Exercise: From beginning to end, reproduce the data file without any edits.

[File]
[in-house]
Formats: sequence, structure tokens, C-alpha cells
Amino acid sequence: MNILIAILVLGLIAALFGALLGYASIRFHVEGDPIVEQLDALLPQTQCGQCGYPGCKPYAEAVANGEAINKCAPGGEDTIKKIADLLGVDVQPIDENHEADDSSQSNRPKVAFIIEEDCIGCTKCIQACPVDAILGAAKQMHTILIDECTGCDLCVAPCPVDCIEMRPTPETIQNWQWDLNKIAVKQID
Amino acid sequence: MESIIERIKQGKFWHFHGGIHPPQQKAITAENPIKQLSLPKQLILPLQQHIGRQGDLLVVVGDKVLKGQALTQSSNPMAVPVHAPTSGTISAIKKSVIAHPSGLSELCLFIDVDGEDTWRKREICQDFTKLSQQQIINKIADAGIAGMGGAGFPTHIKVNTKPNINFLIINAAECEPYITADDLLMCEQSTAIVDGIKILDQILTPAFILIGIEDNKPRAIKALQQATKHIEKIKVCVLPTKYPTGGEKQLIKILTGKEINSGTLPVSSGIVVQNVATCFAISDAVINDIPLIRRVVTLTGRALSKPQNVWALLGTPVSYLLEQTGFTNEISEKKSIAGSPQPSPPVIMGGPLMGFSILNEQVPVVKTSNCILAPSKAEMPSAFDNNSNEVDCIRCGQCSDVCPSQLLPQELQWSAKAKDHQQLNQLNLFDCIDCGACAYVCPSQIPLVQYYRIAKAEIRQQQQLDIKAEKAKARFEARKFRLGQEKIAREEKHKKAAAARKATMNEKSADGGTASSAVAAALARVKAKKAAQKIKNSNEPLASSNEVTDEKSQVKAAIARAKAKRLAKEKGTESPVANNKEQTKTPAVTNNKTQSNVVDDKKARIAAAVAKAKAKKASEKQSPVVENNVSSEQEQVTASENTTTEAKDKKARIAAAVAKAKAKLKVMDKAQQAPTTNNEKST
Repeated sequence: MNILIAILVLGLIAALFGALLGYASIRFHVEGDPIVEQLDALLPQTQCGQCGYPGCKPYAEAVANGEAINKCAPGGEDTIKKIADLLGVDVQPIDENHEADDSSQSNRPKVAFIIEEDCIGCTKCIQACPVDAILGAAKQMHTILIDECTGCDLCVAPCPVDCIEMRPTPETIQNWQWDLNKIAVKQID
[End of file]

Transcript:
[in-house]
Formats: sequence, structure tokens, C-alpha cells
Amino acid sequence: MNILIAILVLGLIAALFGALLGYASIRFHVEGDPIVEQLDALLPQTQCGQCGYPGCKPYAEAVANGEAINKCAPGGEDTIKKIADLLGVDVQPIDENHEADDSSQSNRPKVAFIIEEDCIGCTKCIQACPVDAILGAAKQMHTILIDECTGCDLCVAPCPVDCIEMRPTPETIQNWQWDLNKIAVKQID
Amino acid sequence: MESIIERIKQGKFWHFHGGIHPPQQKAITAENPIKQLSLPKQLILPLQQHIGRQGDLLVVVGDKVLKGQALTQSSNPMAVPVHAPTSGTISAIKKSVIAHPSGLSELCLFIDVDGEDTWRKREICQDFTKLSQQQIINKIADAGIAGMGGAGFPTHIKVNTKPNINFLIINAAECEPYITADDLLMCEQSTAIVDGIKILDQILTPAFILIGIEDNKPRAIKALQQATKHIEKIKVCVLPTKYPTGGEKQLIKILTGKEINSGTLPVSSGIVVQNVATCFAISDAVINDIPLIRRVVTLTGRALSKPQNVWALLGTPVSYLLEQTGFTNEISEKKSIAGSPQPSPPVIMGGPLMGFSILNEQVPVVKTSNCILAPSKAEMPSAFDNNSNEVDCIRCGQCSDVCPSQLLPQELQWSAKAKDHQQLNQLNLFDCIDCGACAYVCPSQIPLVQYYRIAKAEIRQQQQLDIKAEKAKARFEARKFRLGQEKIAREEKHKKAAAARKATMNEKSADGGTASSAVAAALARVKAKKAAQKIKNSNEPLASSNEVTDEKSQVKAAIARAKAKRLAKEKGTESPVANNKEQTKTPAVTNNKTQSNVVDDKKARIAAAVAKAKAKKASEKQSPVVENNVSSEQEQVTASENTTTEAKDKKARIAAAVAKAKAKLKVMDKAQQAPTTNNEKST
Repeated sequence: MNILIAILVLGLIAALFGALLGYASIRFHVEGDPIVEQLDALLPQTQCGQCGYPGCKPYAEAVANGEAINKCAPGGEDTIKKIADLLGVDVQPIDENHEADDSSQSNRPKVAFIIEEDCIGCTKCIQACPVDAILGAAKQMHTILIDECTGCDLCVAPCPVDCIEMRPTPETIQNWQWDLNKIAVKQID